Well, it’s nearly Valentine’s Day, another Hallmark moment date for florists and candy makers to make some bucks. A moment for everyone to declare their love for one another and then forget about it for the rest of the year. I’ve never been a fan of Valentine’s Day except for the chocolate. I don’t believe some commercial enterprise should tell people when to express their love. A healthy relationship should involve a few declarations or symbols throughout the year, from one person to the other and not rely on prodding from the world of merchandise.
But the heart shape seems to be quite old, and stylized, although it doesn’t much resemble the human heart. Still, way back when humans started using it to symbolize the heart and love. Some argue that the silphium seed pod, which is heart shaped, is where the design came from but the truth is lost in antiquity. What we do know is that the heart has figured big in spiritual and emotional matters since at least the times of the Egyptians.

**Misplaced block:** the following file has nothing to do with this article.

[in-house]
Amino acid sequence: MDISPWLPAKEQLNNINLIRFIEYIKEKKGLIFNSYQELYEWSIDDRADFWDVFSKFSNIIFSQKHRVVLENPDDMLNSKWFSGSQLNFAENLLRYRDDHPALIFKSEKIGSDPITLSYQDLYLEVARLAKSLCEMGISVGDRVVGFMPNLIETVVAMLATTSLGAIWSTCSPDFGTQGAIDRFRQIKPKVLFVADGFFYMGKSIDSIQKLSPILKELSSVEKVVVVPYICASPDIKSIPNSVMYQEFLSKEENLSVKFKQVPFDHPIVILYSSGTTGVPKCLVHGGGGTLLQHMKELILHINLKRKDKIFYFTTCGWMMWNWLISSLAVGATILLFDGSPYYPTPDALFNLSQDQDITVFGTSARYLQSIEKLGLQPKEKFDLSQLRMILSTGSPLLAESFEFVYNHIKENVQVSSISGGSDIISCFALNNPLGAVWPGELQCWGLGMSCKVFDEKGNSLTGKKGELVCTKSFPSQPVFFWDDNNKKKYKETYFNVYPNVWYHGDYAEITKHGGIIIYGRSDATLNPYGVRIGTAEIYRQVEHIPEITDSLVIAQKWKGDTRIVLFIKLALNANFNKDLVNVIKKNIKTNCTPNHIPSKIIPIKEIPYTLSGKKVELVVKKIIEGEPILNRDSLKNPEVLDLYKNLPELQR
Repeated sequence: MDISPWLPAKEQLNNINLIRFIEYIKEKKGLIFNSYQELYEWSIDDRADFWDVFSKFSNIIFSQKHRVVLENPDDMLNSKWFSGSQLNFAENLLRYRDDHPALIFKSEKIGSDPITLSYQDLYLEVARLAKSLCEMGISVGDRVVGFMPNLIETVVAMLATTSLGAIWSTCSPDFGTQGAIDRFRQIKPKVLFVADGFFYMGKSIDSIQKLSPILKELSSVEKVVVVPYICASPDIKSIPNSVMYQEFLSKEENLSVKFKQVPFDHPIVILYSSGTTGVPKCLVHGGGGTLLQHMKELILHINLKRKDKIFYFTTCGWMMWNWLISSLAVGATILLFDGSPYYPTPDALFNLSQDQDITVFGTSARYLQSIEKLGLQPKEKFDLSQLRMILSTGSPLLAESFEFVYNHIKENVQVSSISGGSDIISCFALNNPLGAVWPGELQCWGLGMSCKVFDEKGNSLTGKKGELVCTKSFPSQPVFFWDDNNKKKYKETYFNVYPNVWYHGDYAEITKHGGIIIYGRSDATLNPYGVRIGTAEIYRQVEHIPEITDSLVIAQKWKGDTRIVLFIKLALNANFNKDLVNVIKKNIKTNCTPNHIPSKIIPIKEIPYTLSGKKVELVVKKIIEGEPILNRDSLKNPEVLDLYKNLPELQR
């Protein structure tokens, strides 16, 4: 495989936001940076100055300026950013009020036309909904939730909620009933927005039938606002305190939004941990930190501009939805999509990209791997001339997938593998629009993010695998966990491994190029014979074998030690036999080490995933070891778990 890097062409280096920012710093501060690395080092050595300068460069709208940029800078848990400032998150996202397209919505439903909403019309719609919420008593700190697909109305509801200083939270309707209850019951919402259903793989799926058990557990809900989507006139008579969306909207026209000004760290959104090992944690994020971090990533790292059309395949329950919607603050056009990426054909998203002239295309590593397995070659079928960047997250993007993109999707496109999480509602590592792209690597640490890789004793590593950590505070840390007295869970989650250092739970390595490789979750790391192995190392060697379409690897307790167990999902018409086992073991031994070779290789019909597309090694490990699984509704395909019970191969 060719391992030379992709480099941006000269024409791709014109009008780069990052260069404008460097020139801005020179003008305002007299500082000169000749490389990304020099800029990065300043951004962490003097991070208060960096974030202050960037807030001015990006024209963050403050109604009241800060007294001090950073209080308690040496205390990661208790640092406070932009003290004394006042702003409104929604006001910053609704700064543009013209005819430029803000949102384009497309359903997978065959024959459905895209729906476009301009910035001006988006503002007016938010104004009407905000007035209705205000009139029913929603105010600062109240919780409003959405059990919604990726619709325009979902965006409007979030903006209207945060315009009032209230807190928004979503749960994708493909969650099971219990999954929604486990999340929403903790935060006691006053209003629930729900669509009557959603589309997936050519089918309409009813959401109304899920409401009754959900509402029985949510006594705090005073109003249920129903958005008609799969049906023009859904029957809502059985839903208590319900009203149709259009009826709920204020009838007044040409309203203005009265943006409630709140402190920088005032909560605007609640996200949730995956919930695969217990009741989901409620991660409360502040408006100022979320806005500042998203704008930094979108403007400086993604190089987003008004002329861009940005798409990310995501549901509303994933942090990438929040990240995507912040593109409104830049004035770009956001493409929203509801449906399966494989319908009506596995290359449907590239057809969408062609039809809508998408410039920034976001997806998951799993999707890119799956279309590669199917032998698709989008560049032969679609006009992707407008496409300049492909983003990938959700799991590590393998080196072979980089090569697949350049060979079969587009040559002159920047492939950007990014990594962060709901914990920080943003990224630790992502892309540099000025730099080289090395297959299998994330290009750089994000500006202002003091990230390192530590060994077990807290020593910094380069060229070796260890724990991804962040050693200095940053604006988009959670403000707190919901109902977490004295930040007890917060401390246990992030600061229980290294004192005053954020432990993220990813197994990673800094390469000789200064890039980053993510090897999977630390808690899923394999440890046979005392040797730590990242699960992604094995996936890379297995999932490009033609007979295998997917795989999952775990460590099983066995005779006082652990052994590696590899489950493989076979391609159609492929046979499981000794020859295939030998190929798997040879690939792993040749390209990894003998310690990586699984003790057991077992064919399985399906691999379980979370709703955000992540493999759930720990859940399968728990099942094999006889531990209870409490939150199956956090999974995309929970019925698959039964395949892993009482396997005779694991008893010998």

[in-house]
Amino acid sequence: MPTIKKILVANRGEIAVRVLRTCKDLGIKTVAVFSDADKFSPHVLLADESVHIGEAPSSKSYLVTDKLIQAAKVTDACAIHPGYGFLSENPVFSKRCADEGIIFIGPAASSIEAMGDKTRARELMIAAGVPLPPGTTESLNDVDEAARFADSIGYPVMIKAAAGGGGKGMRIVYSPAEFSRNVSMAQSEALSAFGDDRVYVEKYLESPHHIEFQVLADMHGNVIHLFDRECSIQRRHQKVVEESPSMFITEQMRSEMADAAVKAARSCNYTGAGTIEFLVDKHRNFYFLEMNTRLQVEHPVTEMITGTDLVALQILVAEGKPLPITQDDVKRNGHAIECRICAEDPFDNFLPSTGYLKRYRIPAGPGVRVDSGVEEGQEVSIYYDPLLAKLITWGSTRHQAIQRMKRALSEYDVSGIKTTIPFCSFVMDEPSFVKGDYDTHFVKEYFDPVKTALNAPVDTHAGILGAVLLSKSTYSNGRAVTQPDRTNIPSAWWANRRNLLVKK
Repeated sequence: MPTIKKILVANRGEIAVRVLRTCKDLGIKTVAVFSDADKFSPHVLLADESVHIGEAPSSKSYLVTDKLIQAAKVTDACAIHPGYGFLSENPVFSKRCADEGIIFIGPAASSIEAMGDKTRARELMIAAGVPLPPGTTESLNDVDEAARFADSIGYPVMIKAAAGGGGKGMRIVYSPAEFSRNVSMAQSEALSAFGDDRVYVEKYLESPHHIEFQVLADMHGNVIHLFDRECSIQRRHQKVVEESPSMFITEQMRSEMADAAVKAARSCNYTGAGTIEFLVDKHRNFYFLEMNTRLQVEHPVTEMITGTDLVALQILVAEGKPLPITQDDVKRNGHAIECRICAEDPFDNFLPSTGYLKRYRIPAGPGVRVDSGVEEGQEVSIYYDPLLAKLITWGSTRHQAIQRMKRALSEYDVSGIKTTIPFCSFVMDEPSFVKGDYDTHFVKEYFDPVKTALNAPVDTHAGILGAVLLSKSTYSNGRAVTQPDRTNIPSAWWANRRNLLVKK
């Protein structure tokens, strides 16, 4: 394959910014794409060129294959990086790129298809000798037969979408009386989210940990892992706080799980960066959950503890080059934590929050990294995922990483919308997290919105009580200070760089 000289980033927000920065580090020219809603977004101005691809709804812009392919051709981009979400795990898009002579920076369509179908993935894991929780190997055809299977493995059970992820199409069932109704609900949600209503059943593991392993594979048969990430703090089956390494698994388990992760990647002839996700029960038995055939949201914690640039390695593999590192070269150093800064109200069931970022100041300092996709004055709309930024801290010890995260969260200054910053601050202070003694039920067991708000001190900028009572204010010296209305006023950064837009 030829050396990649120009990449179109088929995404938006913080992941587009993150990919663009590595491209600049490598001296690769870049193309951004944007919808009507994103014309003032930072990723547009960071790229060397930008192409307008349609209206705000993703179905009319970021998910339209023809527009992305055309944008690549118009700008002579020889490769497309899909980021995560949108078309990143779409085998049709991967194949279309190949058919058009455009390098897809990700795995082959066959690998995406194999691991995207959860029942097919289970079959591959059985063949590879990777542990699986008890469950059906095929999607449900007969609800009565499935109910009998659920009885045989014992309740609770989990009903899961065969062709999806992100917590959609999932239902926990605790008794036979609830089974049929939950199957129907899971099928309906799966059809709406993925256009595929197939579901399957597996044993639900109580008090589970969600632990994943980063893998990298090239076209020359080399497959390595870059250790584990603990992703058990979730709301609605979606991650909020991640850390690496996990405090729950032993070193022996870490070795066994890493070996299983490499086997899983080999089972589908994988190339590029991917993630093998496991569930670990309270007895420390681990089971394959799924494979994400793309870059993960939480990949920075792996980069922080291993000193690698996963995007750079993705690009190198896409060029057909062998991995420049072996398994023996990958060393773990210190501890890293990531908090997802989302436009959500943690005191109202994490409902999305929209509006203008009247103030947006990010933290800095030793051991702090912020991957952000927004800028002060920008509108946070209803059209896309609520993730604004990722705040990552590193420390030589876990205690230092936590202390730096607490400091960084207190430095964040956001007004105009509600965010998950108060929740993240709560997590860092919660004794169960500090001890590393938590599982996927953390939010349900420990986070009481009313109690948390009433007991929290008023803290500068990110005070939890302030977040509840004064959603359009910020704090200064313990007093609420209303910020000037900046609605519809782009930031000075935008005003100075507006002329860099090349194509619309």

The heart would be weighed against truth, and early theories involved the heart being the seat of reason, the soul or emotion. Even though today we know that thoughts and emotions are generated by the brain and can cause a physiological reaction in the body, still our language is peppered with allusions to the heart still being the seat of emotion.
You have to have heart, goes one song. It should come from the heart, means it should be done with feeling. People will touch the vicinity of their chest housing the heart (though usually higher that the heart’s true location) and say, It touched me, or I felt it here. You have a cold heart, is a common enough thing to say to someone who seems to lack feeling or compassion.
Some conjecture that the heart is the shape of a woman’s buttocks or that it is the vagina (or possibly the uterus). All of these are just guesses because we will never know who first made the shape so stylized. But the heart is a unique shape that we recognize the world over as much as the circle, square, star or diamond. It’s asymmetrical and different and it will forevermore be part of a symbol for emotion, love, the physical heart and Valentine’s Day. So whether I like it or not, chocolates are sure to be dispensed in heart shaped boxes for at least another 100 years or so.